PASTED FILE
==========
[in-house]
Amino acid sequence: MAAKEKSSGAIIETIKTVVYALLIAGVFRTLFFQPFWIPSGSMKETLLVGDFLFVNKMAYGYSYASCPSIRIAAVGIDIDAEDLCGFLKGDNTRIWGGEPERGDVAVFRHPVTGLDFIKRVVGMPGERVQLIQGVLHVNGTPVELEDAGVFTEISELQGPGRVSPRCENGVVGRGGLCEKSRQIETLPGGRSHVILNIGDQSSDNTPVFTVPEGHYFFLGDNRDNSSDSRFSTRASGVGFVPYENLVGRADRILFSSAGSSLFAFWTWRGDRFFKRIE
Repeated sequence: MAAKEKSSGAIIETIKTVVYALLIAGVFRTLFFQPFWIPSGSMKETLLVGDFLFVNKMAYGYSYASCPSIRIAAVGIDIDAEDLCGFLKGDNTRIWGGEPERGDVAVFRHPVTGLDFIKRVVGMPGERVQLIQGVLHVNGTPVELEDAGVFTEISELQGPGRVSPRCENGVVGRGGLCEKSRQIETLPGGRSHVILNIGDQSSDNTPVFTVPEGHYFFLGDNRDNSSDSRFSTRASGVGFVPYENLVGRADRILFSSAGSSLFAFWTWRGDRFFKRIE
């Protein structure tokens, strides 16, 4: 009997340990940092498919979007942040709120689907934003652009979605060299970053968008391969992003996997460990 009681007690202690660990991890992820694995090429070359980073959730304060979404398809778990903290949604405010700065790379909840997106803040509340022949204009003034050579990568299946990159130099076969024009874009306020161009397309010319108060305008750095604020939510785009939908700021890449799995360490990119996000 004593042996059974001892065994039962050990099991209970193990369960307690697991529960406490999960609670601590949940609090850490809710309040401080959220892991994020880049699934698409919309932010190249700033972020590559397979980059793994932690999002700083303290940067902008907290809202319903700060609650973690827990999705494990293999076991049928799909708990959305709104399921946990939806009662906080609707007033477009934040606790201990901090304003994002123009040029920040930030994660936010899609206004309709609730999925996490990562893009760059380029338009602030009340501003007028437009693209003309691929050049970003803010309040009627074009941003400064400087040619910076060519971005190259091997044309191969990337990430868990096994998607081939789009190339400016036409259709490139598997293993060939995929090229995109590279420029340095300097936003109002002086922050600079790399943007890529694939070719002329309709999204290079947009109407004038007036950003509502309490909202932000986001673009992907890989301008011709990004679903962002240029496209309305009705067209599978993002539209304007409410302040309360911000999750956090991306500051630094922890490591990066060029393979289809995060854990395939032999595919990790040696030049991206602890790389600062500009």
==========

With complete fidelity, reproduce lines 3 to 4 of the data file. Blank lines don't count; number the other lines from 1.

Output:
Repeated sequence: MAAKEKSSGAIIETIKTVVYALLIAGVFRTLFFQPFWIPSGSMKETLLVGDFLFVNKMAYGYSYASCPSIRIAAVGIDIDAEDLCGFLKGDNTRIWGGEPERGDVAVFRHPVTGLDFIKRVVGMPGERVQLIQGVLHVNGTPVELEDAGVFTEISELQGPGRVSPRCENGVVGRGGLCEKSRQIETLPGGRSHVILNIGDQSSDNTPVFTVPEGHYFFLGDNRDNSSDSRFSTRASGVGFVPYENLVGRADRILFSSAGSSLFAFWTWRGDRFFKRIE
């Protein structure tokens, strides 16, 4: 009997340990940092498919979007942040709120689907934003652009979605060299970053968008391969992003996997460990 009681007690202690660990991890992820694995090429070359980073959730304060979404398809778990903290949604405010700065790379909840997106803040509340022949204009003034050579990568299946990159130099076969024009874009306020161009397309010319108060305008750095604020939510785009939908700021890449799995360490990119996000 004593042996059974001892065994039962050990099991209970193990369960307690697991529960406490999960609670601590949940609090850490809710309040401080959220892991994020880049699934698409919309932010190249700033972020590559397979980059793994932690999002700083303290940067902008907290809202319903700060609650973690827990999705494990293999076991049928799909708990959305709104399921946990939806009662906080609707007033477009934040606790201990901090304003994002123009040029920040930030994660936010899609206004309709609730999925996490990562893009760059380029338009602030009340501003007028437009693209003309691929050049970003803010309040009627074009941003400064400087040619910076060519971005190259091997044309191969990337990430868990096994998607081939789009190339400016036409259709490139598997293993060939995929090229995109590279420029340095300097936003109002002086922050600079790399943007890529694939070719002329309709999204290079947009109407004038007036950003509502309490909202932000986001673009992907890989301008011709990004679903962002240029496209309305009705067209599978993002539209304007409410302040309360911000999750956090991306500051630094922890490591990066060029393979289809995060854990395939032999595919990790040696030049991206602890790389600062500009």